Petition for further review from the Court of Appeals, INBODY, RIEDMANN , and BISHOP, Judges, on appeal thereto from the District Court for Merrick County, MICHAEL J. OWENS, Judge.
Mitchell C. Stehlik, of Lauritsen, Brownell, Brostrom & Stehlik, P.C., L.L.O., for appellant.
Jon Bruning, Attorney General, Laura Nigro, and Erin E. Tangeman for appellee.
HEAVICAN, C.J., WRIGHT, CONNNNOLLY, STEPHAN, MILLER-LERMAN, and CASSEL, JJ. McCORMACK, J., participating on briefs.
[291 Neb. 118] Wright, J.
NATURE OF CASE
Jacob D. Armagost was charged with operating a motor vehicle in a willful reckless manner to avoid arrest and was subsequently convicted by a jury. On appeal, the Nebraska Court of Appeals held that an attempt to arrest or issue a citation to a defendant is an essential element of the offense of operating a motor vehicle to avoid arrest. See State v. Armagost, 22 Neb.App. 513, 856 N.W.2d 156 (2014). It concluded the district court erred in failing to include a jury instruction on the material elements of the offense, but that the error was harmless. Armagost and the State petitioned for further review.
SCOPE OF REVIEW
Whether the jury instructions given by a trial court are correct is a question of law. United Gen. Title Ins. Co. v. Malone, 289 Neb. 1006, 858 N.W.2d 196 (2015). When reviewing questions of law, an appellate court resolves the questions independently of the conclusion reached by the lower court. In re Guardianship & Conservatorship of Barnhart, 290 Neb. 314, 859 N.W.2d 856 (2015).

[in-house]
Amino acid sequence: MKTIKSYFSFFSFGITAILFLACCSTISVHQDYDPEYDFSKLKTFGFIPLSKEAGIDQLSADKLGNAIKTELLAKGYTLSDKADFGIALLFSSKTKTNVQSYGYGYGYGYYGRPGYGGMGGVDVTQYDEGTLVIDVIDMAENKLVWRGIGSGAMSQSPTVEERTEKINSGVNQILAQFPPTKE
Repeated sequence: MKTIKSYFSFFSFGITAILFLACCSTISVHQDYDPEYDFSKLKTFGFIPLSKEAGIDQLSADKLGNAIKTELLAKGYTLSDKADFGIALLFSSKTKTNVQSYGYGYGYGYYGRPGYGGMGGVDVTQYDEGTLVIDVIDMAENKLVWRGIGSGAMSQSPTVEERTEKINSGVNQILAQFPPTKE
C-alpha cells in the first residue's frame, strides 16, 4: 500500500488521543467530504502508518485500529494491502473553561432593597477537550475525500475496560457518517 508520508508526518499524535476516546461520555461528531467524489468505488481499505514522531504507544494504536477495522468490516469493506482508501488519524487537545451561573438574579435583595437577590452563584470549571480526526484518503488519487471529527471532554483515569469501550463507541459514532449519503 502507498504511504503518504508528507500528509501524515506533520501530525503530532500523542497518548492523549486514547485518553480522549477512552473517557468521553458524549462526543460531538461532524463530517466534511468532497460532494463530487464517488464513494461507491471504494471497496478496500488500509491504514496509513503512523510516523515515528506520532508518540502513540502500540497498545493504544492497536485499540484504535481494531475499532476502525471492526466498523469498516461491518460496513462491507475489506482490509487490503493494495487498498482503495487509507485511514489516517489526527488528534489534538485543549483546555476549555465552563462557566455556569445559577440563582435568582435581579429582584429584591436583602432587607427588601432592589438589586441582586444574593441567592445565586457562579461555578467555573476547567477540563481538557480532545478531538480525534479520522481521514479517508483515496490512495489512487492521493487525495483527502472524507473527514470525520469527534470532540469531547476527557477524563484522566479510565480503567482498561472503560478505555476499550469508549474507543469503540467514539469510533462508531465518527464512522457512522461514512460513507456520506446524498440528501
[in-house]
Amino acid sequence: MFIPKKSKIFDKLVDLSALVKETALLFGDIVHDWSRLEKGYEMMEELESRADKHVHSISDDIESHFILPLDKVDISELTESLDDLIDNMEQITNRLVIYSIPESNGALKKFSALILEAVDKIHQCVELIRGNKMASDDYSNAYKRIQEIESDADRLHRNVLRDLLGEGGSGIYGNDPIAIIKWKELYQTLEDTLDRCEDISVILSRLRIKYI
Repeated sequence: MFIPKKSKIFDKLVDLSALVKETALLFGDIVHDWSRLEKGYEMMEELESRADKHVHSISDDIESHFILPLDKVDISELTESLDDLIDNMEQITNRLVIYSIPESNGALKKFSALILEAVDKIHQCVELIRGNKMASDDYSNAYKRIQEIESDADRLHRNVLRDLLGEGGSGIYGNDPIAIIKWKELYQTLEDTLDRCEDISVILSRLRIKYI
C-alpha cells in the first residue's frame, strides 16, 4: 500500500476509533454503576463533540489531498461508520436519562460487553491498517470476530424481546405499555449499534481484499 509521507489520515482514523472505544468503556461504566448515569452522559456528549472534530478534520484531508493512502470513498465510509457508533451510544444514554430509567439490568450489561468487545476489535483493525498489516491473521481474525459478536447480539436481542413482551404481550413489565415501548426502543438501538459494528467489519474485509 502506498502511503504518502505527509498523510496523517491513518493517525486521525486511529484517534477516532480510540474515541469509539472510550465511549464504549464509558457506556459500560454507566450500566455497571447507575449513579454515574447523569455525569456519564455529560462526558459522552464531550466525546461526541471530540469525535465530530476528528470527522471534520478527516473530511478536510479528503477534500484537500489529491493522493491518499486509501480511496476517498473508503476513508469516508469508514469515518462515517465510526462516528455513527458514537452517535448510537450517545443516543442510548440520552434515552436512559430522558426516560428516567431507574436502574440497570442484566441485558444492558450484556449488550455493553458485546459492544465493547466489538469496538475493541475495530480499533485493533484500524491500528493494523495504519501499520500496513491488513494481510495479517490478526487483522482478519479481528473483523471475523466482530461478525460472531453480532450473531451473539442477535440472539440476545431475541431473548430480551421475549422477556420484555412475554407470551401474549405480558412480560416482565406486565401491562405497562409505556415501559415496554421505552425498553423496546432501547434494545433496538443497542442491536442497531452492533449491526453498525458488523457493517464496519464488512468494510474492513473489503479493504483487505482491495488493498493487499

A jury found Armagost guilty of operating a motor vehicle in a willful reckless manner to avoid arrest. He was found to be a habitual criminal, and the district court sentenced him to 10 to 14 years' imprisonment.
At the jury instruction conference, Armagost offered a proposed jury instruction setting forth a definition of the term " arrest." Defense counsel argued that it was important for the jury to know the definition of an arrest so that the jury could determine whether the essential element of an attempt to arrest Armagost was satisfied. The district court declined to give the proposed instruction, indicating that such instruction [291 Neb. 119] could confuse the jury, since an actual arrest was not necessary for a conviction.
Armagost also objected to instruction No. 3, which set forth the elements of the offense, on the basis that it omitted the element of an attempt to arrest him. The
district court overruled the objection and gave the elements instruction as written, without including the element of an attempted arrest. The jury found Armagost guilty of operating a motor vehicle in a willful reckless manner to avoid arrest.
On appeal, Armagost assigned, inter alia, that the district court erred in giving jury instruction No. 3 pertaining to the charge of flight to avoid arrest, which did not include a requirement that the jury find the officer made an attempt at an arrest. He also contended that the district court erred in failing to offer his proposed jury instruction containing the definition of " arrest."
The Court of Appeals affirmed Armagost's conviction and sentence. It found that the district court erred by giving a jury instruction on the material elements of the offense that omitted the element of an attempt to arrest or cite Armagost, but determined that the error was harmless. The court concluded that a jury instruction on the definition of " arrest" was ...